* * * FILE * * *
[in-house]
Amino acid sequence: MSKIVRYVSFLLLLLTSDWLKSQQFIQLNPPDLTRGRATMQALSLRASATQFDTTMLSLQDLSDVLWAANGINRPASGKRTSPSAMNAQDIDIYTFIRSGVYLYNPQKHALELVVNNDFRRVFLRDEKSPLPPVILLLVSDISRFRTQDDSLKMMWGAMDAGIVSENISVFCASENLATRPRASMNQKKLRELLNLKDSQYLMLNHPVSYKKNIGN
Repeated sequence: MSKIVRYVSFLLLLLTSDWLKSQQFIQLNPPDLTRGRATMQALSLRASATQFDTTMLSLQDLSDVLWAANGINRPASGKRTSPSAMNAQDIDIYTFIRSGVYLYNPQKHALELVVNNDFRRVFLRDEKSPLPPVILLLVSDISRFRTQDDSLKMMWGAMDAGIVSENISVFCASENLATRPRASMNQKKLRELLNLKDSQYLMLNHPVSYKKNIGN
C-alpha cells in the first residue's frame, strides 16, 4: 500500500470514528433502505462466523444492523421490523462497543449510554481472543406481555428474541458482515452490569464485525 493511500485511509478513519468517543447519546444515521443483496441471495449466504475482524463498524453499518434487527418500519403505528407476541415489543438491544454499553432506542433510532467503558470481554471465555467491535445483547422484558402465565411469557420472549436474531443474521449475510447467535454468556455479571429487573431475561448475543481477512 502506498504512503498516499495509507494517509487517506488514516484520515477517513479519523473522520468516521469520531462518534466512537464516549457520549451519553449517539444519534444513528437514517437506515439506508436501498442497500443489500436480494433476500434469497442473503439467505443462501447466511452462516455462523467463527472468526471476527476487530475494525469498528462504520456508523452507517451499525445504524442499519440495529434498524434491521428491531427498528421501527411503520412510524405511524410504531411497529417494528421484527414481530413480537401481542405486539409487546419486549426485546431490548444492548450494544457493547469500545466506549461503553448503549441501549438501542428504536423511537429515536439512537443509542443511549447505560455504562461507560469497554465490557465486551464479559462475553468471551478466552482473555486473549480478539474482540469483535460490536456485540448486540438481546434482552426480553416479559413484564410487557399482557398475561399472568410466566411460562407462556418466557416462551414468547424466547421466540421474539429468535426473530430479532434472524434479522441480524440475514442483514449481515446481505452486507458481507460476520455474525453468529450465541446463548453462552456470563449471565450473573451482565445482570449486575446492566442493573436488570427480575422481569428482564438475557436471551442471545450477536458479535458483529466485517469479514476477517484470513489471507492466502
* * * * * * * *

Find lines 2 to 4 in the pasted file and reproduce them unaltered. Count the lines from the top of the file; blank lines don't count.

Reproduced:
Amino acid sequence: MSKIVRYVSFLLLLLTSDWLKSQQFIQLNPPDLTRGRATMQALSLRASATQFDTTMLSLQDLSDVLWAANGINRPASGKRTSPSAMNAQDIDIYTFIRSGVYLYNPQKHALELVVNNDFRRVFLRDEKSPLPPVILLLVSDISRFRTQDDSLKMMWGAMDAGIVSENISVFCASENLATRPRASMNQKKLRELLNLKDSQYLMLNHPVSYKKNIGN
Repeated sequence: MSKIVRYVSFLLLLLTSDWLKSQQFIQLNPPDLTRGRATMQALSLRASATQFDTTMLSLQDLSDVLWAANGINRPASGKRTSPSAMNAQDIDIYTFIRSGVYLYNPQKHALELVVNNDFRRVFLRDEKSPLPPVILLLVSDISRFRTQDDSLKMMWGAMDAGIVSENISVFCASENLATRPRASMNQKKLRELLNLKDSQYLMLNHPVSYKKNIGN
C-alpha cells in the first residue's frame, strides 16, 4: 500500500470514528433502505462466523444492523421490523462497543449510554481472543406481555428474541458482515452490569464485525 493511500485511509478513519468517543447519546444515521443483496441471495449466504475482524463498524453499518434487527418500519403505528407476541415489543438491544454499553432506542433510532467503558470481554471465555467491535445483547422484558402465565411469557420472549436474531443474521449475510447467535454468556455479571429487573431475561448475543481477512 502506498504512503498516499495509507494517509487517506488514516484520515477517513479519523473522520468516521469520531462518534466512537464516549457520549451519553449517539444519534444513528437514517437506515439506508436501498442497500443489500436480494433476500434469497442473503439467505443462501447466511452462516455462523467463527472468526471476527476487530475494525469498528462504520456508523452507517451499525445504524442499519440495529434498524434491521428491531427498528421501527411503520412510524405511524410504531411497529417494528421484527414481530413480537401481542405486539409487546419486549426485546431490548444492548450494544457493547469500545466506549461503553448503549441501549438501542428504536423511537429515536439512537443509542443511549447505560455504562461507560469497554465490557465486551464479559462475553468471551478466552482473555486473549480478539474482540469483535460490536456485540448486540438481546434482552426480553416479559413484564410487557399482557398475561399472568410466566411460562407462556418466557416462551414468547424466547421466540421474539429468535426473530430479532434472524434479522441480524440475514442483514449481515446481505452486507458481507460476520455474525453468529450465541446463548453462552456470563449471565450473573451482565445482570449486575446492566442493573436488570427480575422481569428482564438475557436471551442471545450477536458479535458483529466485517469479514476477517484470513489471507492466502